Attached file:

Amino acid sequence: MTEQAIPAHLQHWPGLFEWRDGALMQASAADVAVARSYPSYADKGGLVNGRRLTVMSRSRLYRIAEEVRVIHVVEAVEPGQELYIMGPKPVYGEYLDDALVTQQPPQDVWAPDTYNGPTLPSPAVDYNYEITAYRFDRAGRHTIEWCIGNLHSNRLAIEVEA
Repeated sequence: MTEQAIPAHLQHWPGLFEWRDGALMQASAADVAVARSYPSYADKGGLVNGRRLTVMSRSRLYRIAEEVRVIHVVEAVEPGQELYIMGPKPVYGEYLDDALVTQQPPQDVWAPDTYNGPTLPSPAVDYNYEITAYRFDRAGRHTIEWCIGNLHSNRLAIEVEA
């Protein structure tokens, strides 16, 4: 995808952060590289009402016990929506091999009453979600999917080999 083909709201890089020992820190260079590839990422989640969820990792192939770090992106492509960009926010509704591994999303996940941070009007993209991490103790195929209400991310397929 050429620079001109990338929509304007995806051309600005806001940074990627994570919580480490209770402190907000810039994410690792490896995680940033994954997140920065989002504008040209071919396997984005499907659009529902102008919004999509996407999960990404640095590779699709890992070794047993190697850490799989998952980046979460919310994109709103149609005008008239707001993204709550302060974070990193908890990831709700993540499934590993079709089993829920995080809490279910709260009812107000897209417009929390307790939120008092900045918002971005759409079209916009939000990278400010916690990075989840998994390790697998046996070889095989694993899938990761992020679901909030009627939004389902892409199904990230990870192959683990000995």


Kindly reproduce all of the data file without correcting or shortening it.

Amino acid sequence: MTEQAIPAHLQHWPGLFEWRDGALMQASAADVAVARSYPSYADKGGLVNGRRLTVMSRSRLYRIAEEVRVIHVVEAVEPGQELYIMGPKPVYGEYLDDALVTQQPPQDVWAPDTYNGPTLPSPAVDYNYEITAYRFDRAGRHTIEWCIGNLHSNRLAIEVEA
Repeated sequence: MTEQAIPAHLQHWPGLFEWRDGALMQASAADVAVARSYPSYADKGGLVNGRRLTVMSRSRLYRIAEEVRVIHVVEAVEPGQELYIMGPKPVYGEYLDDALVTQQPPQDVWAPDTYNGPTLPSPAVDYNYEITAYRFDRAGRHTIEWCIGNLHSNRLAIEVEA
């Protein structure tokens, strides 16, 4: 995808952060590289009402016990929506091999009453979600999917080999 083909709201890089020992820190260079590839990422989640969820990792192939770090992106492509960009926010509704591994999303996940941070009007993209991490103790195929209400991310397929 050429620079001109990338929509304007995806051309600005806001940074990627994570919580480490209770402190907000810039994410690792490896995680940033994954997140920065989002504008040209071919396997984005499907659009529902102008919004999509996407999960990404640095590779699709890992070794047993190697850490799989998952980046979460919310994109709103149609005008008239707001993204709550302060974070990193908890990831709700993540499934590993079709089993829920995080809490279910709260009812107000897209417009929390307790939120008092900045918002971005759409079209916009939000990278400010916690990075989840998994390790697998046996070889095989694993899938990761992020679901909030009627939004389902892409199904990230990870192959683990000995």